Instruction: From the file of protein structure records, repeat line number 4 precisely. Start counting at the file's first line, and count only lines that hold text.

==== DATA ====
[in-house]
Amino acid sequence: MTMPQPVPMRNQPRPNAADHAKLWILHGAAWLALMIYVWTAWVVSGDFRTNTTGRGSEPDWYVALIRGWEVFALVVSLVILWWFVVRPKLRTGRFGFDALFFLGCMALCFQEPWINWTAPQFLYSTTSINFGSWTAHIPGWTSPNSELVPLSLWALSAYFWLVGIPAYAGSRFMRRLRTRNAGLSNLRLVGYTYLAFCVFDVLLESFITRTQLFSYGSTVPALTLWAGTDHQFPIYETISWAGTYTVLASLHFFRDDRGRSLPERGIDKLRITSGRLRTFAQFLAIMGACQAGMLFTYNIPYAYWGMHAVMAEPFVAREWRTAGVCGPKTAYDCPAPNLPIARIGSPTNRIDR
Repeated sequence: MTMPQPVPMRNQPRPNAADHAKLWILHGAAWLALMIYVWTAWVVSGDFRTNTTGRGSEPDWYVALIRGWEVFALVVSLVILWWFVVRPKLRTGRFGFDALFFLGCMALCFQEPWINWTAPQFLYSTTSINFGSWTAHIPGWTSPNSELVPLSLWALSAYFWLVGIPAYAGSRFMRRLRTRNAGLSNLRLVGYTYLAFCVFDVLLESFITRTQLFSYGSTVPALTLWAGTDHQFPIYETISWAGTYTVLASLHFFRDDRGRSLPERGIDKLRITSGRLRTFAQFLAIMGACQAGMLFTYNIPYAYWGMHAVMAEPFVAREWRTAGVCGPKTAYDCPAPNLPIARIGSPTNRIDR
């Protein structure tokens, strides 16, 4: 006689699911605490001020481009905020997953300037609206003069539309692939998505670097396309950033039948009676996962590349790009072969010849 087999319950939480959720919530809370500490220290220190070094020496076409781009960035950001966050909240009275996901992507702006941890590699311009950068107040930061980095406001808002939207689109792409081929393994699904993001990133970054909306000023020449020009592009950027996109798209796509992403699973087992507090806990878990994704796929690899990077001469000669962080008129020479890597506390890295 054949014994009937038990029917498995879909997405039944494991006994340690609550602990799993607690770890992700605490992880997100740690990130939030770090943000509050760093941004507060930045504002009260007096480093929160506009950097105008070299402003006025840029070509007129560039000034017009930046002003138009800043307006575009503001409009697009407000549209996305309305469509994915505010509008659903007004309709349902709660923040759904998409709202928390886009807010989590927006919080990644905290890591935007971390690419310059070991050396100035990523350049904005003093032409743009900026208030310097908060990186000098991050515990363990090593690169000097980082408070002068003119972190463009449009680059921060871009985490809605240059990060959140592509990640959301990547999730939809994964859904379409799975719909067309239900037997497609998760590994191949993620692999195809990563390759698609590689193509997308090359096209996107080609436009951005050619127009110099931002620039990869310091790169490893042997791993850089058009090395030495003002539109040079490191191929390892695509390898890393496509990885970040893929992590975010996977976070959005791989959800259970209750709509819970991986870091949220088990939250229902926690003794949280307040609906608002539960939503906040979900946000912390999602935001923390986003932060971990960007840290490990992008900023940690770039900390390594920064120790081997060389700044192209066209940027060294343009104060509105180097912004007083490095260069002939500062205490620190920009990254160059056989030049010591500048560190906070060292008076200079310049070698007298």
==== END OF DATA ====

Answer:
């Protein structure tokens, strides 16, 4: 006689699911605490001020481009905020997953300037609206003069539309692939998505670097396309950033039948009676996962590349790009072969010849 087999319950939480959720919530809370500490220290220190070094020496076409781009960035950001966050909240009275996901992507702006941890590699311009950068107040930061980095406001808002939207689109792409081929393994699904993001990133970054909306000023020449020009592009950027996109798209796509992403699973087992507090806990878990994704796929690899990077001469000669962080008129020479890597506390890295 054949014994009937038990029917498995879909997405039944494991006994340690609550602990799993607690770890992700605490992880997100740690990130939030770090943000509050760093941004507060930045504002009260007096480093929160506009950097105008070299402003006025840029070509007129560039000034017009930046002003138009800043307006575009503001409009697009407000549209996305309305469509994915505010509008659903007004309709349902709660923040759904998409709202928390886009807010989590927006919080990644905290890591935007971390690419310059070991050396100035990523350049904005003093032409743009900026208030310097908060990186000098991050515990363990090593690169000097980082408070002068003119972190463009449009680059921060871009985490809605240059990060959140592509990640959301990547999730939809994964859904379409799975719909067309239900037997497609998760590994191949993620692999195809990563390759698609590689193509997308090359096209996107080609436009951005050619127009110099931002620039990869310091790169490893042997791993850089058009090395030495003002539109040079490191191929390892695509390898890393496509990885970040893929992590975010996977976070959005791989959800259970209750709509819970991986870091949220088990939250229902926690003794949280307040609906608002539960939503906040979900946000912390999602935001923390986003932060971990960007840290490990992008900023940690770039900390390594920064120790081997060389700044192209066209940027060294343009104060509105180097912004007083490095260069002939500062205490620190920009990254160059056989030049010591500048560190906070060292008076200079310049070698007298």